- a first set of contacts, a first edge, a second edge that includes an indentation, and a second set of contacts configured to be engaged with a host device in response to insertion of at least a portion of a third edge of the memory card into a cavity of the host device, wherein: the first edge is configured to be inserted into the cavity, the indentation is configured to accept a first end of a pivoting lever arm within the cavity upon insertion of the first edge into the cavity such that a second end of the pivoting lever arm moves away from all of the first edge to contact the second edge, and the first set of contacts is configured to be engaged with the host device in response to acceptance by the indention of the first end of the pivoting lever arm.
2. The memory card of claim 1, wherein movement of the second end of the pivoting lever arm away from the first edge enables engagement of the first set of contacts with the host device.
3. The memory card of claim 1, wherein the first edge and the second edge are oriented approximately orthogonally with respect to one another, and further comprising a second indentation in at least one of the first edge and the third edge.
4. The memory card of claim 1, further comprising a controller configured to:
- communicate with the host device using a first protocol while operatively coupled to the host device via the first set of contacts; and
- communicate with the host device using a second protocol while operatively coupled to the host device via the second set of contacts.
5. The memory card of claim 1, wherein the second edge is configured to interact with the first end of the pivoting lever arm to cause the second end of the pivoting lever arm to:
- allow insertion of the memory card into the cavity by not blocking a portion of the cavity in response to the first end of the pivoting lever arm contacting the indentation; and
- disallow insertion of the memory card into the cavity by blocking the portion of the cavity in response to the first end of the pivoting lever arm not contacting the indentation.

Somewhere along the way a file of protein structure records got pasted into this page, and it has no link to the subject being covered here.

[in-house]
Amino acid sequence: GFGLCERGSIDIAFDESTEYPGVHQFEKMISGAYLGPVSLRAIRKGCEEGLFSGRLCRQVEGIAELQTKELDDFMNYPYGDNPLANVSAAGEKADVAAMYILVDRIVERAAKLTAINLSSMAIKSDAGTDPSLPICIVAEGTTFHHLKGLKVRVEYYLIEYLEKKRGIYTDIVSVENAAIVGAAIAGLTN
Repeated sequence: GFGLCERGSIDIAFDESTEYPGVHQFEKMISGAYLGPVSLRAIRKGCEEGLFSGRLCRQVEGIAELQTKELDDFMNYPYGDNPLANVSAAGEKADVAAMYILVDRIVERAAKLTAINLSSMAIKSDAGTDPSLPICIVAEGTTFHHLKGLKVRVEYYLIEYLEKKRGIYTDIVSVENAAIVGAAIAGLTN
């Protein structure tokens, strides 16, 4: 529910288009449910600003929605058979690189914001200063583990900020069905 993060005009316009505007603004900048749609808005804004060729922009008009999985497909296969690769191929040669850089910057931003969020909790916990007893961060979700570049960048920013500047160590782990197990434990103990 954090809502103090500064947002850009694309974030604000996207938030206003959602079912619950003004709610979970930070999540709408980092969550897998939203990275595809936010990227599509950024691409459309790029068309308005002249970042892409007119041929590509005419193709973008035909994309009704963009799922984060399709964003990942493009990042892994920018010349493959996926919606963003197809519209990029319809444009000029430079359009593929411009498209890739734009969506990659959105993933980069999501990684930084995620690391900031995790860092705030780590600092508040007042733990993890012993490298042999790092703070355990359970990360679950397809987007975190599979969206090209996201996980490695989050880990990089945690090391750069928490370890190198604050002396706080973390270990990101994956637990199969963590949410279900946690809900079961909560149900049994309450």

6. The memory card of claim 1, wherein a form factor of the memory card is configured to allow for connection to the host device while the host device supports a first protocol through use of the first set of contacts and does not support a second protocol through use of the second set of contacts.
7. The memory card of claim 6, wherein the form factor is one of a secure digital card form factor or a micro secure digital card form factor.
8. The memory card of claim 1, wherein the first set of contacts shares at least one contact with the second set of contacts.
9. The memory card of claim 1, wherein:
- an entirety of the pivoting lever arm is located in the cavity, and
- an entirety of the memory card is positioned in the cavity while the first set of contacts is electrically coupled to an interface of the host device.
10. The memory card of claim 1, wherein the indentation is further configured to, in response to insertion of the first edge into the cavity, enable the host device to distinguish the memory card from another type of memory card based on a position of the pivoting lever arm.
11. The memory card of claim 1, wherein the indentation is located at a distance from the first edge and is further configured to cause the second end of the pivoting lever arm to, during insertion of the first edge, move away from the first edge to enable engagement of the first set of contacts.
12. A method comprising:
- in a memory card having a first set of contacts, a first edge that includes an indentation, and a second set of contacts configured to be engaged with a host device in response to insertion of at least a portion of a third edge of the memory card into a cavity of the host device, performing, upon insertion of the memory card into the cavity: accepting, at the indentation, a first end of a pivoting lever arm located in the cavity, the first end of the pivoting lever arm accepted at the indentation upon insertion of the memory card into the cavity such that a second end of the pivoting lever arm moves away from all of a second edge of the memory card to contact the first edge; and engaging the first set of contacts to allow communication with the host device via the first set of contacts.
13. The method of claim 12, wherein accepting the first end of the pivoting lever arm at the indentation indicates that the memory card supports communication via the first set of contacts.
14. The method of claim 12, wherein: